1. I Don’t Want to Be a Frog by Dev Petty
    Frog would rather be ANYTHING else. Until he finds out that being a frog is the best thing he could ever be. A great lesson is hidden in lots of laughs. 

 

 

2. Ada Twist, Scientist by Andrea Beaty
Kid scientist Ada has to use all of her science skills to find out why her house is filled with a terrible smell. But her experiments lead to even more trouble in the winning tale of imagination and determination.

 

 

1. Brimsby’s Hats by Andrew Prahin
A charming little fable about friendship and problem-solving, this is one of my all-time favorites. And it’s got a surprise twist. A terrific bedtime story.

Mari Lumpkin Barnes writes for children under the pen name of Mari Lumpkin and for adults as ML Barnes. Mari owns Flying Turtle Publishing and has spent many years working with experts in child development, creating and implementing children’s literacy programs. The latest is Adventures in Reading, literacy programming for Chicagoland and northwest Indiana families.

https://aireading.org    

https://www.flyingturtlepublishing.com/

 

Many thanks to Mari Barnes for her photos and for sharing the wonderful list!  🙂

Enjoy!

 

 

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Book List: Julie Hennrikus

New England author, Julie Hennrikus, has been entertaining us with three quite different mystery series, written under three different names, for several years. In honor of her most recent book launch, “Digging Up the Remains,” a Halloween themed mystery, here’s a list of all her books. Enjoy!

 

Click on the book titles to learn more about the books.

 

The Clock Shop Mystery Series by Julianne Holmes, features expert clockmaker Ruth Clagan who inherits the clock shop, Cog & Sprocket, from her Grandfather. The bells toll for more than one body in this lovely town of Orchard, Massachusetts, and Ruth must get herself in gear to outsmart the killers. The first book in the trilogy received an Agatha nomination for Best First Mystery. If you like clocks and/or are fascinated by the history and how they work, you’ll love this series.

 

 

 

Read the review for Agatha nominated “Just Killing Timehere.

                 

Clock and Dagger

Chime and Punishment

 

The Theater Cop series by J.A. Hennrikus is actually the first series that Ms. Hennrikus worked on, but as happens with many writers, was not her first series published. She has been active in the arts field for a lot of her professional life and theater was a big part of that involvement. The drama of life in and around the stage are a focal point of this entertaining mystery series, featuring a diverse set of characters, and former cop, now theater manager, Edwina Sullivan.

 

 

Read my review of “A Christmas Perilhere.

 


With A Kiss I Die

 

The Garden Squad Mysteries, by Julia Henry, centers around a stealthy group of crime-solving, garden loving residents that fixes up neglected gardens and pathways. After dark. When nobody can see them or protest. Have digger, will weed. There are murders of course, but there are also great gardening tips, and (from the readers’ point of view) hilarious situations in which Henry places these midnight gardeners led by 65 year old Lilly Jayne. I wonder if I can hire them to take care of my neighbor’s scruffy looking sideyard….All kidding aside, the series is great.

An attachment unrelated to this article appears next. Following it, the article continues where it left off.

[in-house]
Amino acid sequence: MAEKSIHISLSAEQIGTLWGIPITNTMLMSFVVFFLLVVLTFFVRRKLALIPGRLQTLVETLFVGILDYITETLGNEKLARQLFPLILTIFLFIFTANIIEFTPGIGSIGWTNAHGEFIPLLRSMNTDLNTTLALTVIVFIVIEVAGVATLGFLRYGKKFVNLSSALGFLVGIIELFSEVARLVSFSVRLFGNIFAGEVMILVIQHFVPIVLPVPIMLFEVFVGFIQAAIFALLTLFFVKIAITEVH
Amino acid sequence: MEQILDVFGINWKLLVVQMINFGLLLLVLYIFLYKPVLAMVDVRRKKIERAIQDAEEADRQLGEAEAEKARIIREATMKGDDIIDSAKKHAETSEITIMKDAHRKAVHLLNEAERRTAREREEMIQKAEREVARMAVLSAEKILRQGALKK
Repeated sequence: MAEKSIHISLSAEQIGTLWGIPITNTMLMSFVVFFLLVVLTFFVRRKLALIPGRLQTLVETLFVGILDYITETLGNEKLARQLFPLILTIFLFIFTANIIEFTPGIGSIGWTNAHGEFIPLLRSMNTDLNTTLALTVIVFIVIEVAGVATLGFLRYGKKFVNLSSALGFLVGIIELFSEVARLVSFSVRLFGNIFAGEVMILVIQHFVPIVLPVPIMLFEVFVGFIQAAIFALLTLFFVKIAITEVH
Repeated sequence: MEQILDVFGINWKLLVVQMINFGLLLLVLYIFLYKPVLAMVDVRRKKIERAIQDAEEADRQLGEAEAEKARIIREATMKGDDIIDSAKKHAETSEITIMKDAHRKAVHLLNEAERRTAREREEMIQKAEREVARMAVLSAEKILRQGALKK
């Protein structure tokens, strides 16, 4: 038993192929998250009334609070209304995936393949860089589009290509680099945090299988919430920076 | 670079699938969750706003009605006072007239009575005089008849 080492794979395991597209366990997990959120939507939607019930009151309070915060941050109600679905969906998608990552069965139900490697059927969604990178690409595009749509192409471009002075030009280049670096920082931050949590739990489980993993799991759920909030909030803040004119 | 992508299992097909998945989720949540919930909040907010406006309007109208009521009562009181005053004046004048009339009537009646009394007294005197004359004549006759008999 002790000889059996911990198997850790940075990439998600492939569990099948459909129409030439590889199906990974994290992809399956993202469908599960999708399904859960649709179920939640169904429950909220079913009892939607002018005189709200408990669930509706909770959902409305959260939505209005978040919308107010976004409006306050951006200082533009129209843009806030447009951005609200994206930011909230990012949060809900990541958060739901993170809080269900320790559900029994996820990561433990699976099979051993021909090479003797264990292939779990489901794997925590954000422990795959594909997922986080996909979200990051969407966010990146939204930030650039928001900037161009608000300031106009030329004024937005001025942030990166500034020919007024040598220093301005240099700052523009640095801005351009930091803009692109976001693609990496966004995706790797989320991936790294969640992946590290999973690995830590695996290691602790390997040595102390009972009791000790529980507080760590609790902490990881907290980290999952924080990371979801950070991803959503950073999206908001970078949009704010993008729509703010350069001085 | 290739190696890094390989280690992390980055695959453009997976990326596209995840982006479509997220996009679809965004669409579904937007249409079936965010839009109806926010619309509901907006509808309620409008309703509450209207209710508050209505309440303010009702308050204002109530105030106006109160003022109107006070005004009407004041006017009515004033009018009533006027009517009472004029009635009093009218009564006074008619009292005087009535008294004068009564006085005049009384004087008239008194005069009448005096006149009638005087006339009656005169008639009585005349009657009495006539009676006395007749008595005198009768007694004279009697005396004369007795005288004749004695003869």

Read my review of “Pruning the Deadhere.

Tilling the Truth

Her most recent book, “Digging up the Remains,” has a Halloween theme.

Happy Reading!

 

 

 

 

 

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Writer Mark Stevens, and His Books

Mark Stevens at BoucherCon

Mark Stevens is an award-winning Colorado writer, former journalist, now PR and Communications Specialist, whose work caught my eye on Twitter a few years ago. He tweeted about the country’s environmental challenges, a subject near and dear to my heart, and I readily ‘followed’ him. He mentioned that his second book in the Allison Coil Mysteries, “Buried by the Roan,” had recently been published, so I picked it up. I was hooked by the topical storyline and the multi-faceted characters caught up in events tearing their beloved landscape apart.

 

The lead protagonist, Allison Coil, is a big game hunting guide in the Flat Top wilderness of Colorado. And lest you think that a woman might not really choose this as a career, Coil is based on a real-life guide that Stevens met while pondering the setting and the focus character for the series.

 

Each of his books could have been ripped from the headlines and in always absorbing writing, deal with hot-button topics, such as human trafficking, marijuana laws, undocumented workers, fracking, big game hunting, drought, and wilderness protection. But, in addition to these and other ‘big concept’ themes (and the murders) Stevens’ stories are grounded in real life, with his core characters facing the challenges of rebuilding a life in a new location, managing a small business, finding/trusting love after heartbreak.